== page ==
Alexandra Bradley, HIPS’ Outreach and Community Engagement Manager, told a small gathering at the announcement event that among the supplies provided free of charge through the vending machines are naloxone, the life-saving nasal spray medication used to treat an opioid drug overdose; fentanyl test kits, syringes, and syringe wound care kits; drug snort kits, condoms, and other items, including  water bottles and snack food such as crackers and granola bars.

Bradley and other officials with HIPS and Whitman-Walker Health said they believe most people, when informed of the rationale behind the vending machines and other programs supporting drug users, will understand that the programs are not encouraging drug use.

“People will use drugs,” Bradley said. “We want them to use them safely,” she added, with the hope that they will seek support to get off drugs. “We can’t help anybody if they are dead. We want to keep people safe,” Bradley said.

A statement released by HIPS says the vending machine pilot program is being funded by a grant from the D.C. Department of Health. It says anyone can access the machines free of charge by contacting HIPS through a phone number posted on the machines – 202-779-0486 – to obtain a four-digit participant code “that they will then punch in to use the machines.” It says that as of April 5, 150 individuals had already registered and enrolled in the program.

Bradley pointed out that registration is not required to obtain naloxone supplies, which can be obtained through a code number posted on the machines. She said each of the three machines are also accompanied by a metal disposal receptacle for safely placing used syringes.

“These machines have been placed in areas where there are higher concentrations of overdose deaths and/or underserved areas with high levels of need for access to services and supplies,” the HIPS statement says.

In addition to the HIPS vending machine at the site of Whitman-Walker’s Max Robinson Center, the second HIPS vending machine is located at The Michelle Obama Southeast Center of Bread for the City at 1700 Marion Barry Avenue, S.E., and the third one is located at Bread for the City’s Shaw neighborhood facility at 1525 7th Street, N.W.

The announcement of the vending machine harm reduction project comes at a time when many in the D.C. LGBTQ community have mourned the loss of beloved local LGBTQ members from a drug overdose, including accidental drug overdoses caused by contamination of their preferred drug such as cocaine with fentanyl.

Also speaking at the announcement event was Andrea Lopez, an Associate Professor at the University of Maryland’s Department of Anthropology, which she said is partnering with HIPS to conduct a  study of the vending machine pilot program and its impact as a public health project and the public health benefits of vending machines as an “intervention” in support of those in need.

Others who spoke at the event and provided details of the vending machine project were Cyndee Clay, the HIPS Executive Director; Starr O’Leary, the HIPS Community Outreach Coordinator;  and Jona Tanguay, an official with Whitman-Walker Health.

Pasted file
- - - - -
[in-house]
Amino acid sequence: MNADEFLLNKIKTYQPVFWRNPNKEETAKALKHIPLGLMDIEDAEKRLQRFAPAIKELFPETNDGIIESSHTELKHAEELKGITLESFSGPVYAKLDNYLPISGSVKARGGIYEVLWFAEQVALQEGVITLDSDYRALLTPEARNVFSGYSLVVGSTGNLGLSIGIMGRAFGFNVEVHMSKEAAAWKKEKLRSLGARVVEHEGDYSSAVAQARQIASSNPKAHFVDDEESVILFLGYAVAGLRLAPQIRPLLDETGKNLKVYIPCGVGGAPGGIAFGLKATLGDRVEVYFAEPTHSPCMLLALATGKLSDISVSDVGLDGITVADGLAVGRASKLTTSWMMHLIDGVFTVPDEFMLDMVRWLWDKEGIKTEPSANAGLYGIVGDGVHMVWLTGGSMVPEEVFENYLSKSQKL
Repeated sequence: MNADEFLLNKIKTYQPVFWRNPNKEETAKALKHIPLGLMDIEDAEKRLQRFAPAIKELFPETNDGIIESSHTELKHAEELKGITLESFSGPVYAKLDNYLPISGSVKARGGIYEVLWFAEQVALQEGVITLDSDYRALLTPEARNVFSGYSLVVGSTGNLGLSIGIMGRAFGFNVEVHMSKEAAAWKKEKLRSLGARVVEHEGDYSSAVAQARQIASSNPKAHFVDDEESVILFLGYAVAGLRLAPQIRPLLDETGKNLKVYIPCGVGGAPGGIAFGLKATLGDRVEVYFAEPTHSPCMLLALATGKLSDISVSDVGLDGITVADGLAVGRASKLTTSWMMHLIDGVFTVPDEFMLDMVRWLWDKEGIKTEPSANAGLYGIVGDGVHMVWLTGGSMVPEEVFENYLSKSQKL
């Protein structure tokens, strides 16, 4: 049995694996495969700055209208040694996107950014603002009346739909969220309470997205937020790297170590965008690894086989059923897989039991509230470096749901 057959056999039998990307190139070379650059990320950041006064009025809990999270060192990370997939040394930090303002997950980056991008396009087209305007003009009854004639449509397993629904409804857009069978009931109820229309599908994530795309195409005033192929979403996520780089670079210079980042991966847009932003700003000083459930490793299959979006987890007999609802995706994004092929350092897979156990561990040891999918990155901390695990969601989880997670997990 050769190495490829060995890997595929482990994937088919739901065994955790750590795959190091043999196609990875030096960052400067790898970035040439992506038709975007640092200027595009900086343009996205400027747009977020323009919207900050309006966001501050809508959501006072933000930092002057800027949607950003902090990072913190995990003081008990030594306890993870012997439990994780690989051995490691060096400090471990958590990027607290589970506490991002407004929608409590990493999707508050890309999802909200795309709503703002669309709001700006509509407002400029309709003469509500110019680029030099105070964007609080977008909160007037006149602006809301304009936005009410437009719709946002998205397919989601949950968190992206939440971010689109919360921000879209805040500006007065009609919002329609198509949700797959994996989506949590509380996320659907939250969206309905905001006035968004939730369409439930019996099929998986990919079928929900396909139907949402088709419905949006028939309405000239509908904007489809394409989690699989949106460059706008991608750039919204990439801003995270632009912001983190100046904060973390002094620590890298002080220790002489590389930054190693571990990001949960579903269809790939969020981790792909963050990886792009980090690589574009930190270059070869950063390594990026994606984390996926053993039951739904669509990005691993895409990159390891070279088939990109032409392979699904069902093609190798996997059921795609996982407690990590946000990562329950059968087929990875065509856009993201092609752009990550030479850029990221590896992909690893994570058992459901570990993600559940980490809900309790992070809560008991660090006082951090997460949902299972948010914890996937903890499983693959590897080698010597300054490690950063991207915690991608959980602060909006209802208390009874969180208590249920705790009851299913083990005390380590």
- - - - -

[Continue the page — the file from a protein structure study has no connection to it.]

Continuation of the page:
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Maryland

Md. lawmakers pass several LGBTQ rights bills during 2024 session

Senate committee failed to vote on HIV decriminalization bill

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(Washington Blade photo by Michael Key)

Maryland lawmakers passed a number of LGBTQ rights bills during this year’s legislative session that ended on Monday.

House Bill 1397, which would strengthened the state’s nondiscrimination law that includes sexual orientation and gender identity, passed on Monday. 

The Freedom to Read Act, which, among other things, would “protect local library personnel from dismissal or disciplinary action for doing their jobs, in accordance with prescribed standards,” passed in the Maryland Senate on April 5. 

The state Senate on April 4 passed House Bill 602, which would bolster Maryland’s employment discrimination law. The Maryland House of Delegates on the same day approved a measure that would make Maryland a sanctuary state for transgender people and their health care providers.

FreeState Justice Policy Advocate and Legal Impact Coordinator Camila Reynolds-Dominguez in a statement notes lawmakers also “affirmed Maryland’s commitment to the federal Equal Rights Amendment” and “created much needed oversight for Maryland’s prison system.” 

She noted lawmakers “defeated a myriad of anti-trans bills and harmful amendments” during this year’s legislative session. Reynolds-Dominguez also criticized the Senate Judicial Proceedings Committee over its failure to vote on a bill that would repeal the criminalization of people with HIV.

“This legislative session was monumental for LGBTQIA+ Marylanders,” she said. “While we are extremely disappointed that the Senate Judicial Proceedings Committee did not bring an HIV criminalization repeal law to a vote for the second year in a row, there is much else to celebrate.”

“It is too apparent from the harmful comments and misinformation we heard during legislative debates that there is still so much work that must be done to change certain legislators’ anti-LGBTQIA+ biases,” added Reynolds-Dominguez. “Nonetheless, we’re also celebrating the overwhelming majority of our elected officials who are wonderful and supportive allies in the fight to make Maryland an inclusive state where everyone has dignity and equal rights no matter who they are or who they love. We would like to thank all the advocates, allies and activists who helped us achieve so many victories this session — none of this would be possible without dozens of people’s hard work, tireless effort and unwavering dedication.”